[re]Introducing the former Washington County Hospital

In December 2010, the Washington County Health System relocated to a new facility, the Meritus Medical Center. The original hospital location served as a hub of economic activity in downtown Hagerstown, employing thousands and attracting related private investment in adjacent properties. Spread among 16 parcels totaling 15 acres, the old Washington County Hospital crossed several blocks, bisected by city streets.

Now, our community has an opportunity to reshape a significant portion of downtown’s east side. Meritus Health and the Maryland Department of Housing & Community Development have sponsored a re-use study. HNDP has a contract with Meritus to oversee the selection of a professional consulting team, and implementation of a comprehensive study.

Community input is essential to the successful redevelopment of these properties. Check back with us here. We’ll be sharing the process and information with you. And don’t hesitate to comment.

Parcels owned by Meritus Health.

Click the image above for information on the acreage of each parcel.

Clean Site? Check.

Unknown environmental conditions equal risk in real estate development, often impeding re-use of well-located properties. Meritus Health included a Phase I Environmental Site Assessment (ESA) in its re-use study.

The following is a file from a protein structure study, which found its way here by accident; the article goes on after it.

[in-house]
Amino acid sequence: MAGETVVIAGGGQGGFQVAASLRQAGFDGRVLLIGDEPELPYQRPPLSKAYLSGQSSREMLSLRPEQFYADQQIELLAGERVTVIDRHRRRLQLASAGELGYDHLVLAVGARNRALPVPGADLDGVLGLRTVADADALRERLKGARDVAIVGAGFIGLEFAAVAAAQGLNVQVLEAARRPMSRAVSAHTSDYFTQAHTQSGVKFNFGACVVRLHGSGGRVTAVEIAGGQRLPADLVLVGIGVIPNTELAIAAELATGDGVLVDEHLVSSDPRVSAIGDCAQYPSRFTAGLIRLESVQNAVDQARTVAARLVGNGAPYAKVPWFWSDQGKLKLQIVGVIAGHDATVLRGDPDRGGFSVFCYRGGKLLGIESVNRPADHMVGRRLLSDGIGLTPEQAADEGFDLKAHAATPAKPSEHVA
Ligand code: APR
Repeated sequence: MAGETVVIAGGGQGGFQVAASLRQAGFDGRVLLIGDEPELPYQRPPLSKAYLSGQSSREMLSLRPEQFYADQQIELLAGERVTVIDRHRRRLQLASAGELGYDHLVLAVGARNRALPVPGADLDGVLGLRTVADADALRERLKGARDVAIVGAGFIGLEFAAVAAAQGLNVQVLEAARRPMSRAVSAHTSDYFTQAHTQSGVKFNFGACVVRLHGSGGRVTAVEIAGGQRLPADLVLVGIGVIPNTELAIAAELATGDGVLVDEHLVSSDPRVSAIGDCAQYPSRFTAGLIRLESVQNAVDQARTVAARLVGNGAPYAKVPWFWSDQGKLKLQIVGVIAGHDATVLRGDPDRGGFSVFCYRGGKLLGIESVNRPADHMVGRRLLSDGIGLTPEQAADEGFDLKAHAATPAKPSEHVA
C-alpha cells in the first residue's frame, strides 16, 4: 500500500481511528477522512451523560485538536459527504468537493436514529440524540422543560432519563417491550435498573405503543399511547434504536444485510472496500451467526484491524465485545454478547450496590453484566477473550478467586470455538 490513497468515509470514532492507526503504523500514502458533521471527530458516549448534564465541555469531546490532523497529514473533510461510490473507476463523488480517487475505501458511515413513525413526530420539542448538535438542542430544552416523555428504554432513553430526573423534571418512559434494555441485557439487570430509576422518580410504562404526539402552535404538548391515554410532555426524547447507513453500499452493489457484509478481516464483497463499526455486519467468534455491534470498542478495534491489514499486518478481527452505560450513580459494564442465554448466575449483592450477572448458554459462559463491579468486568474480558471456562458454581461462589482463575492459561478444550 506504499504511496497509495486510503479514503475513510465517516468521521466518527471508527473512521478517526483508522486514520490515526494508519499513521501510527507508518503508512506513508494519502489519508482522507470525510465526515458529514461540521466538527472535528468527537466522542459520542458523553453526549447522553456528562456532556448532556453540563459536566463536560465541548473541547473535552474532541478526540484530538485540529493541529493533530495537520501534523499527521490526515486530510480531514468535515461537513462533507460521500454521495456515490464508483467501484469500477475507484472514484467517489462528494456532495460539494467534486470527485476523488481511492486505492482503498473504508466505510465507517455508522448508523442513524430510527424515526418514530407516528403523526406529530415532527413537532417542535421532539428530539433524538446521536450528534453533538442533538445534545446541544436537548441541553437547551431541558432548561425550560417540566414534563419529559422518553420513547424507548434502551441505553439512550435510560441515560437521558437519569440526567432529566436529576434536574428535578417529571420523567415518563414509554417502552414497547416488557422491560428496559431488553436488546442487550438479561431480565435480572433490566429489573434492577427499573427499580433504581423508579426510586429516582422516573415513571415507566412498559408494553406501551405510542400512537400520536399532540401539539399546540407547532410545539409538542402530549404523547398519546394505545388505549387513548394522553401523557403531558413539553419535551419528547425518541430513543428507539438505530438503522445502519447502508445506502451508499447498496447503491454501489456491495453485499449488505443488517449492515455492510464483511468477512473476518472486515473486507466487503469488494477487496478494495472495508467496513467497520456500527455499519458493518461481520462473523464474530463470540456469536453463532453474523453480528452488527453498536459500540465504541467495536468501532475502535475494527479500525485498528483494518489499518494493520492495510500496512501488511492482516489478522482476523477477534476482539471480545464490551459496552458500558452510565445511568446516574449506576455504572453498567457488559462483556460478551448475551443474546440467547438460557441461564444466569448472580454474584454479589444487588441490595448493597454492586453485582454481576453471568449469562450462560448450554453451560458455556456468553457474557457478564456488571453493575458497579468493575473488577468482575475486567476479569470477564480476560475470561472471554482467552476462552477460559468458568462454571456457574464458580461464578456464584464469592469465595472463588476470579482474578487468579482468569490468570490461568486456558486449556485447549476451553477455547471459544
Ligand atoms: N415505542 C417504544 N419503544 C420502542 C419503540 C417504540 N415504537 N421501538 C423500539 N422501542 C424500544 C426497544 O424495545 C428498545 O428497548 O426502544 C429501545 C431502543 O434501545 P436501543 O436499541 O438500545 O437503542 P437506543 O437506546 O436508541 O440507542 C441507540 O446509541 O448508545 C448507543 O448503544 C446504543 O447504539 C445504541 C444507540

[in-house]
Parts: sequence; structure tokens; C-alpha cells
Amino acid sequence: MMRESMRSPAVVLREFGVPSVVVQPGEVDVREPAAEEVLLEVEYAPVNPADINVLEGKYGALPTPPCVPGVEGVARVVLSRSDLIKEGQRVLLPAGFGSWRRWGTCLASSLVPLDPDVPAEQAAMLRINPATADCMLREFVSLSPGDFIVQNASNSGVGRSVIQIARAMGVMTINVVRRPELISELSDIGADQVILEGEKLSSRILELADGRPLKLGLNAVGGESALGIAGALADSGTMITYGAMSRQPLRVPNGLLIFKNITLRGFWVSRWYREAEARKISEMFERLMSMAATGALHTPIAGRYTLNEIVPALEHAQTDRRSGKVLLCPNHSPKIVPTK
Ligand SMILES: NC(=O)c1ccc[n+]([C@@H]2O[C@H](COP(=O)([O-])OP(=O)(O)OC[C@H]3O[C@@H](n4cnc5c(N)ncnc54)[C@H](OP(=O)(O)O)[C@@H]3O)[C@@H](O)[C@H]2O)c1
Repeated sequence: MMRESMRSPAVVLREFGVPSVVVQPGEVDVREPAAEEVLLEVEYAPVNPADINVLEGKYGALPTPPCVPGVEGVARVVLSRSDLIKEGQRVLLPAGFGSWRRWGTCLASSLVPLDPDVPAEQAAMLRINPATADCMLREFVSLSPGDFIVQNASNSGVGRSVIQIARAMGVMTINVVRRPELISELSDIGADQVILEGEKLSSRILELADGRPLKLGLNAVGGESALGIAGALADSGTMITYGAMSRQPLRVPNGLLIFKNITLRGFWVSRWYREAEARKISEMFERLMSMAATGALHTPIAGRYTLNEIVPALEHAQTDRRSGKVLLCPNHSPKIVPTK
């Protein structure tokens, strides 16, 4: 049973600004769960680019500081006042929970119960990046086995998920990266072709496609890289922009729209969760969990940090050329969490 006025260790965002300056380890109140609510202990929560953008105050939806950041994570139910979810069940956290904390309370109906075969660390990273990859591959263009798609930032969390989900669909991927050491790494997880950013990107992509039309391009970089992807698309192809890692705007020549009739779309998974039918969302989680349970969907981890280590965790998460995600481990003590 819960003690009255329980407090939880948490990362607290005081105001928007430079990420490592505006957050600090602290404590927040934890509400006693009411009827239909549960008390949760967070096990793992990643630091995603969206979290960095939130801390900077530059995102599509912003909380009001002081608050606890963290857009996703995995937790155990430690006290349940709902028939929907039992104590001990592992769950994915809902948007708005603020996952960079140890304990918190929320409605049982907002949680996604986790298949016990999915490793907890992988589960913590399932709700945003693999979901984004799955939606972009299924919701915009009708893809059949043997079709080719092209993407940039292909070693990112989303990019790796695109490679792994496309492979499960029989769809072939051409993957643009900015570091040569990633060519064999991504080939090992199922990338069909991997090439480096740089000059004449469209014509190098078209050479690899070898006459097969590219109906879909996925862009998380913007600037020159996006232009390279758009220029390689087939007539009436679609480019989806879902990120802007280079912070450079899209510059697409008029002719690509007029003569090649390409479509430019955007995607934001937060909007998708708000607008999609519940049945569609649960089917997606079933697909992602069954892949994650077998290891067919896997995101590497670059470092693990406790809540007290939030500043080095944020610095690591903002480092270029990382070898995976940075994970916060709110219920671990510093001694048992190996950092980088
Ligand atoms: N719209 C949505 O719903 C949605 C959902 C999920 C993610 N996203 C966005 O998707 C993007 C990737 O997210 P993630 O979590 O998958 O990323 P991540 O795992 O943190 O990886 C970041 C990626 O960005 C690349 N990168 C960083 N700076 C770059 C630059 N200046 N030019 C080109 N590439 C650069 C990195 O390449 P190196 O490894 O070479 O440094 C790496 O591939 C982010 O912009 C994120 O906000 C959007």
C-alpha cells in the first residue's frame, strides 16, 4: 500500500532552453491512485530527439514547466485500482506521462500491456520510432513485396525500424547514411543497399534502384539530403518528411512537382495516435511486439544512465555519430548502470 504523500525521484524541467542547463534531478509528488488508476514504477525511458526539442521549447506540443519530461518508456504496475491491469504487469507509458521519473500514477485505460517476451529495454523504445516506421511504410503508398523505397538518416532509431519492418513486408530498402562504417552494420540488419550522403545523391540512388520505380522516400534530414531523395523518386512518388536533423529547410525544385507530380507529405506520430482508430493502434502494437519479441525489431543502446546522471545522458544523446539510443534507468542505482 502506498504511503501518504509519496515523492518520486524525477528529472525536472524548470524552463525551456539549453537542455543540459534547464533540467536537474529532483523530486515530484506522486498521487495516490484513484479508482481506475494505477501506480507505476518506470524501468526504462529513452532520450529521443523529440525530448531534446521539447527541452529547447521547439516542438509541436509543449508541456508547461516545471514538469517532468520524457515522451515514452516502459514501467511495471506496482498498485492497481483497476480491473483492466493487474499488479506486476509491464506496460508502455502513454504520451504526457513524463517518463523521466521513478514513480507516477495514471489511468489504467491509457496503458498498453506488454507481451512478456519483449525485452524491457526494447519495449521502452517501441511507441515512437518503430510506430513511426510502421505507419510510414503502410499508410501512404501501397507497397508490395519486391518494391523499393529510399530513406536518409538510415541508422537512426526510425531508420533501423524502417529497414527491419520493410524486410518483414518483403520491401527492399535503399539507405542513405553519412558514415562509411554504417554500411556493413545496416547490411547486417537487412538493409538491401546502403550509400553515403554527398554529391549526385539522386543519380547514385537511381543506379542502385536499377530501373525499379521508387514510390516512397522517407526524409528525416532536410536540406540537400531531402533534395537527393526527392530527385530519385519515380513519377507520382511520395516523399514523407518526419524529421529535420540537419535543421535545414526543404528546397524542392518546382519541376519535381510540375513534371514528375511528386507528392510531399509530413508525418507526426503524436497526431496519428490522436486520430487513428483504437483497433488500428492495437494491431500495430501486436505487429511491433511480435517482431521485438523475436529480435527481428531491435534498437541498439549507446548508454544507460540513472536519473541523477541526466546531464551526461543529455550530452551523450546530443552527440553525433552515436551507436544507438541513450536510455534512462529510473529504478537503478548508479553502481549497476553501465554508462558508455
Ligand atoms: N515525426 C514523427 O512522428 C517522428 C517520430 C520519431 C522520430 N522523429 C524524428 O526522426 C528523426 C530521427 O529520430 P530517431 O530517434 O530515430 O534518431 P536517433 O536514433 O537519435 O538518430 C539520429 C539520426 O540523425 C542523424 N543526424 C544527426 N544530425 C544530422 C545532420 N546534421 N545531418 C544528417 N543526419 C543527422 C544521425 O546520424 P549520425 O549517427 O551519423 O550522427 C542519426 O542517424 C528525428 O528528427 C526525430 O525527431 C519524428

A Phase I ESA identifies potential or existing environmental contamination. The analysis typically addresses both the underlying land as well as physical improvements to the property.  The actual sampling of soil, air, groundwater and/or building materials is typically not conducted during a Phase I. If the results of this first analysis indicate a likely presence of contaminants, than a subsequent analysis, a Phase II ESA, would investigate further. A Phase II would include chemical analysis to identify hazardous substances and/or petroleum hydrocarbons.

The results of the Phase I ESA performed on the sites of the former hospital indicated no need for a Phase II: “This assessment has revealed no evidence of recognized environmental conditions (RECs)…”

Phase 1 Environmental Conclusions

Hagerstown’s Downtown Alliance visits Mulberry Lofts

Hagerstown’s new Maryland Entertainment Group, “a place for artists” within Mulberry Lofts, hosted the April Downtown Alliance meeting. Members heard from MEG co-founder Sam Little on his plans for the meeting and performance space.

Developer John Laughlin shared his observations on the financial opportunities downtown real estate offers, and guided members through spaces both unfinished and finished.

Other new businesses within the building include Jennifer Rotz Photography, Stacy Nicole Design & Furnishings, Ecton Media, Antietam Law Group, Posh Locker and Hagerstown Brazilian Jiu Jitsu Academy.

Baseball on Hospital Hill?

The City of Hagerstown retained Ripken Design to evaluate alternative locations for a multi-use sports and events center. Several of the former Washington County Hospital properties were included in the study, either as a location for a proposed stadium or as parking.

From the report:

“The proximity to downtown makes it a very attractive redevelopment opportunity that can complement the existing downtown revitalization efforts already taking place.” (Page 16.)

“While technically a ‘downtown’ property,’ the history of the site has traditionally left it separated from the main downtown district, a rift that has kept the public from considering it a widely accessible option from downtown.” (Page 5.)